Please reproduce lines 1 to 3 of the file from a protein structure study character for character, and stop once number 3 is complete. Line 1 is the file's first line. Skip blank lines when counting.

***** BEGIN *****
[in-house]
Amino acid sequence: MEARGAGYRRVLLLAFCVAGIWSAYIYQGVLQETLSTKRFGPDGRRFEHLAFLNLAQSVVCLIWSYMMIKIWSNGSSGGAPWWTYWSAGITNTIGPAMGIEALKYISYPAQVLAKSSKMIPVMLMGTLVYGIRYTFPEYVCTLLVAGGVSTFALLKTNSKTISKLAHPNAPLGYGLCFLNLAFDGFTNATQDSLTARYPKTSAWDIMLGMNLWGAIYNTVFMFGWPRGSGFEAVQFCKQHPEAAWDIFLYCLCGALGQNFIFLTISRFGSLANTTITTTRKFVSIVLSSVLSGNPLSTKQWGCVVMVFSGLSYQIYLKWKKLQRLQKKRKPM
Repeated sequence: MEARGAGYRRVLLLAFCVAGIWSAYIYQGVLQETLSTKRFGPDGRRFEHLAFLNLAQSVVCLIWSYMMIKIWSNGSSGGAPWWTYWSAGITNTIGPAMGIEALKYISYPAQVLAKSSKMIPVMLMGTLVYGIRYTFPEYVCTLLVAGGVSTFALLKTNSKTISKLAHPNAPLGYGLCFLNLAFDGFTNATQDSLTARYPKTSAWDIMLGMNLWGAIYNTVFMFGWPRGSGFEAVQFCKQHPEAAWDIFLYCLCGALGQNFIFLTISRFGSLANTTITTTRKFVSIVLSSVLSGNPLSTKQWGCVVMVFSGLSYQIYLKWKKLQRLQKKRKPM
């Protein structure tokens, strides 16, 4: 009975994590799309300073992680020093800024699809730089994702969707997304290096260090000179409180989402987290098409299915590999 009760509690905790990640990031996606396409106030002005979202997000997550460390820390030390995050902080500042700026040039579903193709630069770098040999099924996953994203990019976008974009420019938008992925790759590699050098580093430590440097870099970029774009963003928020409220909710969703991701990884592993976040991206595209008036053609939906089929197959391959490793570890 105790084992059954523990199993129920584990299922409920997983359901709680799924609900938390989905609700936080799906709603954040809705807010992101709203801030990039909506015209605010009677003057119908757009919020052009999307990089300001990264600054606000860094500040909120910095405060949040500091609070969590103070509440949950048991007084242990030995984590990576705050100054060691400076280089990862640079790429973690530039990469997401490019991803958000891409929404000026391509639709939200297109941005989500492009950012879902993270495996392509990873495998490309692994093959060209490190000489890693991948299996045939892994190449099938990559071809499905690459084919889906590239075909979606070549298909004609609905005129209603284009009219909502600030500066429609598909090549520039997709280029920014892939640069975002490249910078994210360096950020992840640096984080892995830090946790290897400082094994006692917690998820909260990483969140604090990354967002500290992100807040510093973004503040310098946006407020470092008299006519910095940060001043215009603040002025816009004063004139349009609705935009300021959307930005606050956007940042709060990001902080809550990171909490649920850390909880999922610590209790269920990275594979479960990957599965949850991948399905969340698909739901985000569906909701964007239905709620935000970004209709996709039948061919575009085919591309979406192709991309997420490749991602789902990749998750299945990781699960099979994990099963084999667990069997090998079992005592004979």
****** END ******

[in-house]
Amino acid sequence: MEARGAGYRRVLLLAFCVAGIWSAYIYQGVLQETLSTKRFGPDGRRFEHLAFLNLAQSVVCLIWSYMMIKIWSNGSSGGAPWWTYWSAGITNTIGPAMGIEALKYISYPAQVLAKSSKMIPVMLMGTLVYGIRYTFPEYVCTLLVAGGVSTFALLKTNSKTISKLAHPNAPLGYGLCFLNLAFDGFTNATQDSLTARYPKTSAWDIMLGMNLWGAIYNTVFMFGWPRGSGFEAVQFCKQHPEAAWDIFLYCLCGALGQNFIFLTISRFGSLANTTITTTRKFVSIVLSSVLSGNPLSTKQWGCVVMVFSGLSYQIYLKWKKLQRLQKKRKPM
Repeated sequence: MEARGAGYRRVLLLAFCVAGIWSAYIYQGVLQETLSTKRFGPDGRRFEHLAFLNLAQSVVCLIWSYMMIKIWSNGSSGGAPWWTYWSAGITNTIGPAMGIEALKYISYPAQVLAKSSKMIPVMLMGTLVYGIRYTFPEYVCTLLVAGGVSTFALLKTNSKTISKLAHPNAPLGYGLCFLNLAFDGFTNATQDSLTARYPKTSAWDIMLGMNLWGAIYNTVFMFGWPRGSGFEAVQFCKQHPEAAWDIFLYCLCGALGQNFIFLTISRFGSLANTTITTTRKFVSIVLSSVLSGNPLSTKQWGCVVMVFSGLSYQIYLKWKKLQRLQKKRKPM